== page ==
bound-buttonholes-tutorial-sewing-pattern-16bound-buttonholes-tutorial-sewing-pattern-178.Fold the bottom of the patch in two to form the second “lip”. Both lips meet in the middle. Pin in place. You can press lightly so it keeps its shape, but be careful that the edges don’t show.
bound-buttonholes-tutorial-sewing-pattern-199.Here is how it looks from the right side!
bound-buttonholes-tutorial-sewing-pattern-20bound-buttonholes-tutorial-sewing-pattern-21bound-buttonholes-tutorial-sewing-pattern-2210.You might notice that there are small triangles at the ends of the box. Like on the second picture, stitch the small triangle to the patch, securing the folds. Use a short stitch length and stitch the closest possible to the fold of the triangle.
bound-buttonholes-tutorial-sewing-pattern-2311.Remove the basting threads and make the other buttonholes!
On Monday, we’ll see how to stitch the buttonholes openings on the facing to make a beautiful finish on the inside as well.
Have a great week end and ¡Felices Reyes! (Wise Men Day, January 6th: in Spain, they bring the presents to the children).


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Merche Martinez 2 January, 2014 - 10:04 pm

Yo el parche lo corté al bies y lo aplané mucho con la plancha porque mi tela era gordita pero por lo demás lo hice como tú y en las instrucciones está perfecto!

Pauline Guillet 3 January, 2014 - 1:11 pm

¡Gracias Merche! Existe otras técnicas: una en particular me viene en mente para las telas más gorditas. Es muy parecido a la manera de construir el bolsillo:http://sewaholic.net/bound-buttonholes-my-favourite-method/. Está bien para telas que no marcan bien el pliegue con la plancha como las lanas gordas.

Alice 2 January, 2014 - 10:33 pm

A buttonhole can be beautiful!

I still have never made a bound buttonhole. I have your Ninot pattern and would love to make it but I have to find a way to print it. At least I don't have to trace it! I am lazy (you know that! )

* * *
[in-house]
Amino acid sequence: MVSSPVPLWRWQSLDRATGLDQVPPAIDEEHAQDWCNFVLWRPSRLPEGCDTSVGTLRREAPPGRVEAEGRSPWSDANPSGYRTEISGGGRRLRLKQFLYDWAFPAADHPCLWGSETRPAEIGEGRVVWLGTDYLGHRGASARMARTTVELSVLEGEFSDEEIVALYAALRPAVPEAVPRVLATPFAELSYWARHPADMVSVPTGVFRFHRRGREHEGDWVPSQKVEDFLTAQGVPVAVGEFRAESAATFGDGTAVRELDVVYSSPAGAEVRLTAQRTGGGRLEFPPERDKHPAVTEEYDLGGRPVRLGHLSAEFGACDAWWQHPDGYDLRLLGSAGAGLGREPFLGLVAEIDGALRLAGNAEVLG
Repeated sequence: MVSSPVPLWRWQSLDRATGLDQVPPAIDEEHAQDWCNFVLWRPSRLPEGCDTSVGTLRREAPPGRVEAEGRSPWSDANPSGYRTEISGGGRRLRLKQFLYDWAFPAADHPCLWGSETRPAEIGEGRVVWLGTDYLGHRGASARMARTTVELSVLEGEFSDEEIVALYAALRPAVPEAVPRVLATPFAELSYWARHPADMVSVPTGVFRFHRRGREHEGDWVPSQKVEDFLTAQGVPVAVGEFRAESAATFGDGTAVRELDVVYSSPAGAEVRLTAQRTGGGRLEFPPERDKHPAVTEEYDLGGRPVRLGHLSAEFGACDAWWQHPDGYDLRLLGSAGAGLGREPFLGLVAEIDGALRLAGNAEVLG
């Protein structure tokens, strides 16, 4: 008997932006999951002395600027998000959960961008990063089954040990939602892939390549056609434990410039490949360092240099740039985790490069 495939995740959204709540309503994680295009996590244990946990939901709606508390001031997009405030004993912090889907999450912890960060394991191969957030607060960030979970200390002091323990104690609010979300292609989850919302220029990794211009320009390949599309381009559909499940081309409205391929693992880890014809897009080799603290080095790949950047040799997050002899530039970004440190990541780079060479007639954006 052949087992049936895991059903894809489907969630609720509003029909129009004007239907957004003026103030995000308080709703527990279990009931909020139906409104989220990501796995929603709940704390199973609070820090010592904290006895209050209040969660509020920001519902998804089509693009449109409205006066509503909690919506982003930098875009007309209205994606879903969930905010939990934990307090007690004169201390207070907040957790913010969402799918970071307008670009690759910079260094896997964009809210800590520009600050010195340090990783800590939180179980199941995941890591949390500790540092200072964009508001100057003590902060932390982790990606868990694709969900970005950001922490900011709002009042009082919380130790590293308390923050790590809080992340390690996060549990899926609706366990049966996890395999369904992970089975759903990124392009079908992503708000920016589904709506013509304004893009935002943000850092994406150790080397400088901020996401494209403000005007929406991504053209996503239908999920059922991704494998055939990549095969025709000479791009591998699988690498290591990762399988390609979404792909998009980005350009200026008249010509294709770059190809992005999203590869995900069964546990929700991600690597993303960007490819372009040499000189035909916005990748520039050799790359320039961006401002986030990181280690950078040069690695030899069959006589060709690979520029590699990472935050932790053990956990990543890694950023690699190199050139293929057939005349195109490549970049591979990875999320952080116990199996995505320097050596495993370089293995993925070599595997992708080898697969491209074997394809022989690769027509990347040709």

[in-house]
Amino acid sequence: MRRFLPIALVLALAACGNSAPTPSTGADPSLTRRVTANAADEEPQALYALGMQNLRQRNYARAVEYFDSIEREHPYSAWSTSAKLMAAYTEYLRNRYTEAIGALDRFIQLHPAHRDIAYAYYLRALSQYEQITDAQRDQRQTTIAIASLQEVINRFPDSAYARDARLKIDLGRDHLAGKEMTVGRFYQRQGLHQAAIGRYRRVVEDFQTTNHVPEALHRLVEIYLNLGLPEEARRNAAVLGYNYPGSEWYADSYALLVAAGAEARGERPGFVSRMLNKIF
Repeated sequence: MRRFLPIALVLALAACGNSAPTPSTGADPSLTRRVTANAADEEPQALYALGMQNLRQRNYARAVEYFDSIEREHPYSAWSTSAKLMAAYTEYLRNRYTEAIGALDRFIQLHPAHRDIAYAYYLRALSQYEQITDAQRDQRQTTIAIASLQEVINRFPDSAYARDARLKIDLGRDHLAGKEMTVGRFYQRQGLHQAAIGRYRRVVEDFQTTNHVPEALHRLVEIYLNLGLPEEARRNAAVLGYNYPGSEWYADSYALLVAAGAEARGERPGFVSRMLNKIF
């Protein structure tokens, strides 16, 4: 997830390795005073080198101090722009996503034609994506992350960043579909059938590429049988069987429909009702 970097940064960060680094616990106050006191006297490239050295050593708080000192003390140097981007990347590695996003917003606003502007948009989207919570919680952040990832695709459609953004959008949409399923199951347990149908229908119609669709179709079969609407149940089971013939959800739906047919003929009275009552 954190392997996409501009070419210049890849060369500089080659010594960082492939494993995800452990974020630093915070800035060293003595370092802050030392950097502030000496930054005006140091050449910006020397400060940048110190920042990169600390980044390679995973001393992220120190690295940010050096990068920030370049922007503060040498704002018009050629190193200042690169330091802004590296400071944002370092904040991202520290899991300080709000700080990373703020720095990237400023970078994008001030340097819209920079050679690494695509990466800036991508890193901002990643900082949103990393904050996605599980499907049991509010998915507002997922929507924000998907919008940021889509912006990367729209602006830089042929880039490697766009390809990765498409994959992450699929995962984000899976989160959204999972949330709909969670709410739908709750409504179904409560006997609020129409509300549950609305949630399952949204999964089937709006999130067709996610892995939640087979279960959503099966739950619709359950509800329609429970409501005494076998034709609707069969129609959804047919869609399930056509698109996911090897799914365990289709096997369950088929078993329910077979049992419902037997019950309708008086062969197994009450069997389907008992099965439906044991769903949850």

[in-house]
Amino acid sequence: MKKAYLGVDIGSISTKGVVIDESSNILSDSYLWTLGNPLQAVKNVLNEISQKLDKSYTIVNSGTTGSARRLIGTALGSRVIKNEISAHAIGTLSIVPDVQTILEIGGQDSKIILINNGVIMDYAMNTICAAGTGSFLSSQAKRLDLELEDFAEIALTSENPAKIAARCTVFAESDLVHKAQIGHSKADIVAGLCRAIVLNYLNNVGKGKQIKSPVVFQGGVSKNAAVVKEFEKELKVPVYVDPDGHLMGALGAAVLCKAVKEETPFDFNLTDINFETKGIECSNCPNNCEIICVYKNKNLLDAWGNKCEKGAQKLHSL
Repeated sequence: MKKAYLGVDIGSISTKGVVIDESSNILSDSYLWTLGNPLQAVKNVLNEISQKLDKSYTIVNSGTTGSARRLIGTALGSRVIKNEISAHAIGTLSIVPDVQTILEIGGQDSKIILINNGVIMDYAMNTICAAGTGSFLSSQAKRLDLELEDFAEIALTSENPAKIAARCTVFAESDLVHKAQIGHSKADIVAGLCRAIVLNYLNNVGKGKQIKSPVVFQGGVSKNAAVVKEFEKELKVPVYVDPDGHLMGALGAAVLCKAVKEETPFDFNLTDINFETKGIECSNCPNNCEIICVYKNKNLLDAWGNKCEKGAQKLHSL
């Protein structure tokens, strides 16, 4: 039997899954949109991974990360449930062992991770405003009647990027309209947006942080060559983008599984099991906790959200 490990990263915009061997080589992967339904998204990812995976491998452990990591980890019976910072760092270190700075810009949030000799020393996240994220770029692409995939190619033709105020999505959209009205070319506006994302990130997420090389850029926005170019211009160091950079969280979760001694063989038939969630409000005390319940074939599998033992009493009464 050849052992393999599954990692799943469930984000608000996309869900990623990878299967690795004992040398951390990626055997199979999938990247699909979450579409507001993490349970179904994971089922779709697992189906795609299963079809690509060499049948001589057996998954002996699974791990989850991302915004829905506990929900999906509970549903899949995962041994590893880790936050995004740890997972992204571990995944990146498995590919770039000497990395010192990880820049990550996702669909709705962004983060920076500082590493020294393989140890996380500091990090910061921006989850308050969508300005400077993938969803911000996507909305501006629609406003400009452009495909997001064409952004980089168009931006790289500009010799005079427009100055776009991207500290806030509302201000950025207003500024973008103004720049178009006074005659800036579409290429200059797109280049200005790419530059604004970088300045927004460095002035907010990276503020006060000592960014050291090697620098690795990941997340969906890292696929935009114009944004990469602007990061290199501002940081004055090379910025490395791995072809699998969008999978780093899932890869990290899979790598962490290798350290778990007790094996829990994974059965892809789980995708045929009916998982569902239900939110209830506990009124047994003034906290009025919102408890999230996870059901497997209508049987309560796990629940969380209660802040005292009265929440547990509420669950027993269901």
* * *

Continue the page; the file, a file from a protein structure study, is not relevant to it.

Well, this is a great tutorial that I will turn to when the time comes, so thank you!

Pauline Guillet 3 January, 2014 - 1:14 pm

Bound buttonholes are really pretty and add a tailored touch to any garment, but I know they can be scary. Why not try on some fabric leftover while waiting for printing the pattern? And you can still make normal machine-made buttonholes on the Ninot jacket if you don't feel confident enough 😉

N.A.T 3 January, 2014 - 1:21 am

Wow! Its Perfect!

Pauline Guillet 3 January, 2014 - 1:14 pm

Thanks NAT!

Madalynne 3 January, 2014 - 5:57 am

Thanks for this post! I've been thinking over your 2013 round up for days and wanted to ask this question – the dress and jacket combo in the picture that is on the 2nd row up from the bottom and 2nd picture in from the right. Is this the Malvarosa dress and the Ninot jacket? If so, I'm putting it on my sewing list for this year. I love it!

Pauline Guillet 3 January, 2014 - 1:18 pm

Hi Maddie! Yes, the dress is the Malvarosa pattern! But the coat is from Burda, changed heavily so that it doesn't look like the original at all. But the Malvarosa paired with a longer version of the Ninot jacket would look amazing. I'm actually waiting for the sales to start to hit the fabric store and buy enough fabric for this combination 😉

trabajarodisfrutar 3 January, 2014 - 9:12 am